Jack Reed (Rhode Island politician)

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Jack Reed
Senator Jack Reed official photo.jpg
United States Senator
from Rhode Island
Assumed office
January 3, 1997
Serving with Sheldon Whitehouse
Preceded byClaiborne Pell
Ranking Member of the
Senate Armed Services Committee
Assumed office
January 3, 2015
Preceded byJim Inhofe
Member of the U.S. House of Representatives
from Rhode Island's 2nd district
In office
January 3, 1991 – January 3, 1997
Preceded byClaudine Schneider
Succeeded byRobert Weygand
Personal details
John Francis Reed

(1949-11-12) November 12, 1949 (age 69)
Cranston, Rhode Island, U.S.
Political partyDemocratic
Julia Hart (m. 2005)
EducationUnited States Military Academy (BS)
Harvard University (MPP, JD)
WebsiteSenate website
Military service
Allegiance United States
Branch/service United States Army
Years of service1971–1979 (active)
1979–1991 (reserve)
RankUS Army O4 shoulderboard rotated.svg Major
Unit82nd Airborne Division
 • 504th Infantry

John Francis Reed GOIH (born November 12, 1949) is an American politician serving as the senior United States Senator from Rhode Island, a seat he was first elected to in 1996. A member of the Democratic Party, he previously was the U.S. Representative for Rhode Island's 2nd congressional district from 1991 to 1997. Reed graduated from the United States Military Academy and Harvard University, serving in the U.S. Army as an active officer from 1971 to 1979. He is the current dean of Rhode Island's congressional delegation.

Early life, education and career[edit]

Reed was born in Cranston, Rhode Island, the son of Mary Louise (née Monahan) and Joseph Anthony Reed.[1] Reed graduated from La Salle Academy and the United States Military Academy at West Point, where he received a Bachelor of Science degree in 1971. Following graduation, he spent several years in active duty military service. Reed earned the Ranger Tab and was a paratrooper. He served as a paratrooper in the 2nd Battalion, 504th Parachute Infantry Regiment, 82nd Airborne Division where he was a Platoon Leader, Company Commander and Battalion Staff Officer.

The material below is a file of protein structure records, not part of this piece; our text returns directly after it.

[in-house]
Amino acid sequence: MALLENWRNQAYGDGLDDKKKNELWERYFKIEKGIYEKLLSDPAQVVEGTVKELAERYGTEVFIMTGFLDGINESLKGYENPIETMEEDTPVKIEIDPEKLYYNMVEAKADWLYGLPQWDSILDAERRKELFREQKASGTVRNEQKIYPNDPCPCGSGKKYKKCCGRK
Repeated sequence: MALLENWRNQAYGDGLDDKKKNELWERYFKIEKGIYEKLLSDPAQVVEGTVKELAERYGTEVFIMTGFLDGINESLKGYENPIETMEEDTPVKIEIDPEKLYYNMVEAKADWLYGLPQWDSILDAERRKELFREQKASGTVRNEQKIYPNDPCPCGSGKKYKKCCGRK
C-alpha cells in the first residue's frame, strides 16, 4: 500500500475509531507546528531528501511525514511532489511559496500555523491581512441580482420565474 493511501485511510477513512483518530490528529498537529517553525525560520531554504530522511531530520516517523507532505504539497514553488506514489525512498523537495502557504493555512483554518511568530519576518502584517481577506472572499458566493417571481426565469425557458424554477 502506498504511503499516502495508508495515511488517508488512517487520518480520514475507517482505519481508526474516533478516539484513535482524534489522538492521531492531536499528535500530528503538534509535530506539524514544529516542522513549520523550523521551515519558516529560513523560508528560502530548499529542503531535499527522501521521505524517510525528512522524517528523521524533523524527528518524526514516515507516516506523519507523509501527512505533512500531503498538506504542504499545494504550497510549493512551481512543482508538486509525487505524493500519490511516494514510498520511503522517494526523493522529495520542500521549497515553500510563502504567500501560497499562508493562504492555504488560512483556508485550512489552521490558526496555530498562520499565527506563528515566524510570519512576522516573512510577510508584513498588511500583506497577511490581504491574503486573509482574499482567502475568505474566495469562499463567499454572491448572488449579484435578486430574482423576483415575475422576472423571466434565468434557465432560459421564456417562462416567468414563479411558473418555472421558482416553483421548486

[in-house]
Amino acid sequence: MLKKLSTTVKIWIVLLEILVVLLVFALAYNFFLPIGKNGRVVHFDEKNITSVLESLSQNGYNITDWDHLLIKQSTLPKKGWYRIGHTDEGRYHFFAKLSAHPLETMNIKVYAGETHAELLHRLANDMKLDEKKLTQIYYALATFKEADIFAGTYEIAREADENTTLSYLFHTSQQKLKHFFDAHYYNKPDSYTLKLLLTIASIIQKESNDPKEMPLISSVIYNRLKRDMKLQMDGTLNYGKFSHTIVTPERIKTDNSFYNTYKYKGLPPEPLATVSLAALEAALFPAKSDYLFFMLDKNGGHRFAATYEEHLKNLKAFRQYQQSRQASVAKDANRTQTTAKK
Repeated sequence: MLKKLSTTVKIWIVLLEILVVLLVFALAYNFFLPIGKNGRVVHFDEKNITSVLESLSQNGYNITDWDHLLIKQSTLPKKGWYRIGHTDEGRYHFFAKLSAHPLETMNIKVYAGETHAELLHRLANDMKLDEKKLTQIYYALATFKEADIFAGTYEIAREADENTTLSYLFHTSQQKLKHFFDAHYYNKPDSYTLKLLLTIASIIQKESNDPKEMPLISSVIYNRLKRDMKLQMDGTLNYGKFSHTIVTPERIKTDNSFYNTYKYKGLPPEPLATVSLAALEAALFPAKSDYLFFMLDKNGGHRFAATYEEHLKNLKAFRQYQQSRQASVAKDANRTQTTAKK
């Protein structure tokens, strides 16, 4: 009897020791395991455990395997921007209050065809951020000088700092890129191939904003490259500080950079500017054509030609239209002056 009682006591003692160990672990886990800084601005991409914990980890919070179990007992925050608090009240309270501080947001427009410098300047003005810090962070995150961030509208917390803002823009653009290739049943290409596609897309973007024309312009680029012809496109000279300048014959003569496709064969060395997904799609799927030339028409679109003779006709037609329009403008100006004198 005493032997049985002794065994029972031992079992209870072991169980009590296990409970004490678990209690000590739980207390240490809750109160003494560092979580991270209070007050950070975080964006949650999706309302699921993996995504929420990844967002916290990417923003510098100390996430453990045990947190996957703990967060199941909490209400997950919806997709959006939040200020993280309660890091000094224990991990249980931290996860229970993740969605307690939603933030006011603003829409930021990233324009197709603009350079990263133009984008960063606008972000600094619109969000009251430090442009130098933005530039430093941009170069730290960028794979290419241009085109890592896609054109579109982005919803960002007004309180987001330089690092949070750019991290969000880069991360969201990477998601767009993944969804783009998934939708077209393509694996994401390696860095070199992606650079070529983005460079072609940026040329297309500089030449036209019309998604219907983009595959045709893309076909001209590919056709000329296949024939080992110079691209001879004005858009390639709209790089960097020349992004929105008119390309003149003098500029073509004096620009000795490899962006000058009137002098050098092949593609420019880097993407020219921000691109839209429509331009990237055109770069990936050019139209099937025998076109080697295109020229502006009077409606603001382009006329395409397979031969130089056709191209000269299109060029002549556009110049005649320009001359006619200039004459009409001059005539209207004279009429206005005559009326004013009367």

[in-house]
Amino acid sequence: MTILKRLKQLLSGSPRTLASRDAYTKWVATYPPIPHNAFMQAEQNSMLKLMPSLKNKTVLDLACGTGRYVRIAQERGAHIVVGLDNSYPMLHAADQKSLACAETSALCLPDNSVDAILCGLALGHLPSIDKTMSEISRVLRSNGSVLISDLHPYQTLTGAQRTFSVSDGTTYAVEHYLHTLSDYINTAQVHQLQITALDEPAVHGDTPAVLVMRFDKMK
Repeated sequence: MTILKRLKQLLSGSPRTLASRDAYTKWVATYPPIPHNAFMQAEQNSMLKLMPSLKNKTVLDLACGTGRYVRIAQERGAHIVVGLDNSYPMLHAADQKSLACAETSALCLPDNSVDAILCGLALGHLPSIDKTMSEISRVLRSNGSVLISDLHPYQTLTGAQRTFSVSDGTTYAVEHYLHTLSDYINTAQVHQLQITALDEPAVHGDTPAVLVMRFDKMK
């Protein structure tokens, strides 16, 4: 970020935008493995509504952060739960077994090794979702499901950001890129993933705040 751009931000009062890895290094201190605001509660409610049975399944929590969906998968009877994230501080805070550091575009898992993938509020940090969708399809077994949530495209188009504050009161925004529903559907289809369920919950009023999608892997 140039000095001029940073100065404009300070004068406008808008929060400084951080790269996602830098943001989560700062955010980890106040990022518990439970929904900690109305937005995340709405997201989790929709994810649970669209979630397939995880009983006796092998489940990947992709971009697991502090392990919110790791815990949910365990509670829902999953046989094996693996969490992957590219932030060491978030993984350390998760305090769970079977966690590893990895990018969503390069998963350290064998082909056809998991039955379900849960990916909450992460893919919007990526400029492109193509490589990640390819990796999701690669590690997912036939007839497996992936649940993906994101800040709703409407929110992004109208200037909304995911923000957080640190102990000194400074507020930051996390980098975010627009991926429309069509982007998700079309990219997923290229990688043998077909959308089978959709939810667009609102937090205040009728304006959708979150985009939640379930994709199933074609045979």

Reed attended the John F. Kennedy School of Government at Harvard University, where he received a Master of Public Policy. He returned to West Point in 1978 as an associate professor in the Department of Social Sciences.[2] He left active duty in 1979 after earning the rank of Captain. However, he would remain a member of the United States Army Reserve until 1991. After leaving active duty, Reed enrolled in Harvard Law School, where he became a member of the Board of Student Advisers. In 1982, he graduated with his Juris Doctor and worked as an associate at the Washington, D.C. office of law firm of Sutherland Asbill & Brennan. Afterwards, he returned to Rhode Island and joined Edwards and Angell, a Providence law firm. He worked with this group until 1990.

Reed was elected as a state senator in 1984 and served three terms.[3]

Reed married professional Senate staffer Julia Hart in a Roman Catholic ceremony in the Catholic chapel on the United States Military Academy campus on April 16, 2005. On January 5, 2007, Mrs. Reed gave birth to a daughter, Emily.

U.S. House of Representatives[edit]

In 1990, Reed was elected to the United States House of Representatives, receiving 59% of the vote in the general election.[3] For the next six years, Reed focused on education and health care.

U.S. Senate[edit]

Reed's earlier portrait



When Senator Claiborne Pell, the longest-serving senator in Rhode Island's history and the 13th longest-serving senator in US history, announced his retirement in 1996, Reed declared his candidacy. Reed won the Democratic primary with 86% of the vote and beat the Republican nominee, Rhode Island General Treasurer Nancy Mayer, in the general election by 63% to 35%.


Reed ran for re-election to a second term. He was unopposed in the Democratic primary and his Republican opponent was Robert Tingle, a casino pit manager and the unsuccessful Republican nominee for the state's 2nd congressional district in 2000. Reed won by 78% to 22%.


In 2008, ran for re-election to a third term. He faced a primary challenge which he easily turned aside, winning with 87% of the vote. In the general election, he faced a rematch with Robert Tingle. Reed again won a landslide victory, by 73% to 27%.


Reed announced in May 2014 that he would run for re-election to a fourth term in office. Polling showed him leading prospective Republican opponents by margins of between 29% and 65%. Reed, who was unopposed in the Democratic primary, faced only former Congressional nominee and former Rhode Island Republican Party Chairman Mark Zaccaria in the general election. Reed defeated him in another landslide win, by 71% to 29%.